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In the crosshairs of conscience: John Kitzhaber's death penalty reckoning

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To cope with his dread, John Kitzhaber opened his leather-bound journal and began to write.
It was a little past 9 on the morning of Nov. 22, 2011. Gary Haugen had dropped his appeals. A Marion County judge had signed the murderer's death warrant, leaving Kitzhaber, a former emergency room doctor, to decide Haugen's fate. The 49-year-old would soon die by lethal injection if the governor didn't intervene.
Kitzhaber was exhausted, having been unable to sleep the night before, but he needed to call the families of Haugen's victims.
"I know my decision will delay the closure they need and deserve," he wrote.
The son of University of Oregon English professors, Kitzhaber began writing each day in his journal in the early 1970s. The practice helped him organize his thoughts and, on that particular morning, gather his courage.
Kitzhaber first dialed the widow of David Polin, an inmate Haugen beat and stabbed to death in 2003 while already serving a life sentence fo…

State appeals court affirms jailing of Mennonite who won’t testify in death penalty case

Greta Lindecrantz
The Colorado Court of Appeals on Friday affirmed a contempt of court ruling, thereby keeping a Mennonite investigator, who is refusing to testify in a death penalty case, in jail.

The judges listened to arguments for about an hour from attorneys representing Greta Lindecrantz, the 67-year-old who has been in jail since Monday for contempt of court, and Arapahoe County District Judge Michelle Amico, who sent her there.

The three-judge panel did not make an immediate decision, although Presiding Judge Jerry Jones said they would consider the case carefully and quickly.  He opened the hearing by saying, “We are acutely aware this is a very serious matter.”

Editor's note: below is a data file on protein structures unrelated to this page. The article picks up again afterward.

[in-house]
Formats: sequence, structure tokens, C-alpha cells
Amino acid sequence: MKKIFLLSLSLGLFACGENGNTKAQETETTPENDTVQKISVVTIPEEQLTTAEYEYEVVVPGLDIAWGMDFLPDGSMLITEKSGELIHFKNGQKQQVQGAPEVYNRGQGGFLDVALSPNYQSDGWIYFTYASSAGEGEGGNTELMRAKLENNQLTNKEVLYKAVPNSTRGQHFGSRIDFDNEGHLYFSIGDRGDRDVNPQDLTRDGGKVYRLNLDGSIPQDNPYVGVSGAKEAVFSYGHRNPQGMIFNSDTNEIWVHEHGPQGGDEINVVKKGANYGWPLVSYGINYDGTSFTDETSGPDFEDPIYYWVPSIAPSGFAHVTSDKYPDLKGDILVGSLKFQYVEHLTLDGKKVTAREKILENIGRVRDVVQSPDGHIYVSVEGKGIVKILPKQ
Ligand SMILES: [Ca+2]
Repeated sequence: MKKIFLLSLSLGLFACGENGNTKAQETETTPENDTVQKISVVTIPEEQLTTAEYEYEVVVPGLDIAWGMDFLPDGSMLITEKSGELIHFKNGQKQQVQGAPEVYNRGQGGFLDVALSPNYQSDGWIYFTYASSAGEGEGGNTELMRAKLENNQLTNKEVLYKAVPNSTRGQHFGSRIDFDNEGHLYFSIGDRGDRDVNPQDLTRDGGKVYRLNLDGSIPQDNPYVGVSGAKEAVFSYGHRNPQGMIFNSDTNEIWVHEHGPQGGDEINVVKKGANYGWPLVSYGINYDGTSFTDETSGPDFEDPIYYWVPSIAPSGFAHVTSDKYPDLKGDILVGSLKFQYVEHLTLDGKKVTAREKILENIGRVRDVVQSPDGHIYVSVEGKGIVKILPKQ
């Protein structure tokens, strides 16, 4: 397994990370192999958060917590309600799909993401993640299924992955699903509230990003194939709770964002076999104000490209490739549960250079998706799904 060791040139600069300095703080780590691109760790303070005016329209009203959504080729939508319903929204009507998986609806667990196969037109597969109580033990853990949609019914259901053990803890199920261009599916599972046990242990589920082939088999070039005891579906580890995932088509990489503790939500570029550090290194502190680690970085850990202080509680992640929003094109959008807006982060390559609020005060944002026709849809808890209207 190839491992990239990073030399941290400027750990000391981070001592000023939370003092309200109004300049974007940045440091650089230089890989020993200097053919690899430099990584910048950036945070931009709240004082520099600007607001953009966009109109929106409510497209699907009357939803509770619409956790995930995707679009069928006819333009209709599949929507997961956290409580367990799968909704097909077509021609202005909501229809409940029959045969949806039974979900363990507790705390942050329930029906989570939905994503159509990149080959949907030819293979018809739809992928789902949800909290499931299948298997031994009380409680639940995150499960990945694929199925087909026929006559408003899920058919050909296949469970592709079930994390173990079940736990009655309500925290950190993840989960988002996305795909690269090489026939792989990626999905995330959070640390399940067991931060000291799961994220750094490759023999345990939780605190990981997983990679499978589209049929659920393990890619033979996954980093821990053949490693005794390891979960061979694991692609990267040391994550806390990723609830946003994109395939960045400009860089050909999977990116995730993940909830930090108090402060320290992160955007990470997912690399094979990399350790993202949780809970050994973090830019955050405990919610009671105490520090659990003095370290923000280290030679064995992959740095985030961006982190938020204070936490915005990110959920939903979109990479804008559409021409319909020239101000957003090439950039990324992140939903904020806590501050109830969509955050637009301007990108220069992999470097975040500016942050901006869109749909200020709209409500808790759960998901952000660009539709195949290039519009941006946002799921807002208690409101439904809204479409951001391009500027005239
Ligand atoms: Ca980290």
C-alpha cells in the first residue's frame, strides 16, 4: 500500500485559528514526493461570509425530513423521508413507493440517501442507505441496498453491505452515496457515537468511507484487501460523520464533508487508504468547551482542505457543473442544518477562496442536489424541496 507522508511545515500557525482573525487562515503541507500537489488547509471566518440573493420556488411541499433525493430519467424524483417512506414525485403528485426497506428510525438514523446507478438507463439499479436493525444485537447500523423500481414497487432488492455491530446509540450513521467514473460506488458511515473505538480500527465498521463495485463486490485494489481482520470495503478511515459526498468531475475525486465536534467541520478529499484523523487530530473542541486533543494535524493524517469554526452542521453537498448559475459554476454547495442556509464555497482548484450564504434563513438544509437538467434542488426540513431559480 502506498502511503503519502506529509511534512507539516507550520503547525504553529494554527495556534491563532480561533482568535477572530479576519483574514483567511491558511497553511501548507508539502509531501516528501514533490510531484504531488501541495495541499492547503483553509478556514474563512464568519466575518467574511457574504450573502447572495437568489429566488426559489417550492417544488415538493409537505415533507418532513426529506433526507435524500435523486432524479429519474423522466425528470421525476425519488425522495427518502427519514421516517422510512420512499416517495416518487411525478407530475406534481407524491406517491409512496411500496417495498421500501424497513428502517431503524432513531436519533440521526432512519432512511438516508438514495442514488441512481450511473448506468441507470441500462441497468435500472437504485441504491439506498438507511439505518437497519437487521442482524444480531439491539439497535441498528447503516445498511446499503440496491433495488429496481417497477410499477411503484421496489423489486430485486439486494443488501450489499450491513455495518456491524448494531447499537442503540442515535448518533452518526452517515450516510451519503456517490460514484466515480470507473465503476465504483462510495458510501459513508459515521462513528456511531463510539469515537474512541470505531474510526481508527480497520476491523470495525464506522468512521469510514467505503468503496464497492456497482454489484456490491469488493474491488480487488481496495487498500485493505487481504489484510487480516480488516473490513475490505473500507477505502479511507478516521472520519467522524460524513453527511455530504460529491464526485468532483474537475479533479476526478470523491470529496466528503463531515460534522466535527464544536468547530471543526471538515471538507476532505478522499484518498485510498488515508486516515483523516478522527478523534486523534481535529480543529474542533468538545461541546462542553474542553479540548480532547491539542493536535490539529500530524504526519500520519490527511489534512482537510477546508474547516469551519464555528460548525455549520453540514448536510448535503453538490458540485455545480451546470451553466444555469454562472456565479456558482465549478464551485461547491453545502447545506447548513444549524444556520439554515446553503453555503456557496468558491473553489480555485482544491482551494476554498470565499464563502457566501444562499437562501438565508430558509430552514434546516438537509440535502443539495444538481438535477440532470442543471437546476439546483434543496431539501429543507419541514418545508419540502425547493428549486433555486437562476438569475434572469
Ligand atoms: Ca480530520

Later in the day,  the panel affirmed the ruling.

“Ms. Lindecrantz is in a tough spot — caught between the proverbial rock and a hard place. We take no pleasure in declining to extricate her. But the state of the law being what it is, decline we must,” Judge Jones said in the ruling. Judges Robert D. Hawthorne and Diana Terry concurred.

“I am obviously disappointed,” said Mari Newman, Lindecrantz’s attorney. “The court had no interest in finding a way for her to testify without abandoning her religious beliefs.”

Lindecrantz was called to testify by the 18th Judicial District Attorney’s Office in an appeals hearing being held for Robert Ray, a man sentenced to death in 2009 for a murder-for-hire plot to kill two witnesses in another murder case. The appeals hearing, which is mandatory, is challenging the work done by his original defense team, and Lindecrantz served as an investigator on that team.

She has said that testifying on behalf of the prosecution would put her at odds with her Mennonite faith, which is opposed to the death penalty.

A lawyer representing Amico told the appeals court that allowing someone to refuse to participate in a criminal proceeding because of religious beliefs would cause disarray in the courts.

“Ms. Lindecrantz’s position has opened a Pandora’s Box,” said Matthew Grove, assistant solicitor general.

Newman had asked the court if her client could take the stand as a court-sponsored witness, rather than one for the prosecution.

Source: The Denver Post, N. Phillips, K. Nicholson, March 2, 2018


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but by the punishments that the good have inflicted." -- Oscar Wilde

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In the crosshairs of conscience: John Kitzhaber's death penalty reckoning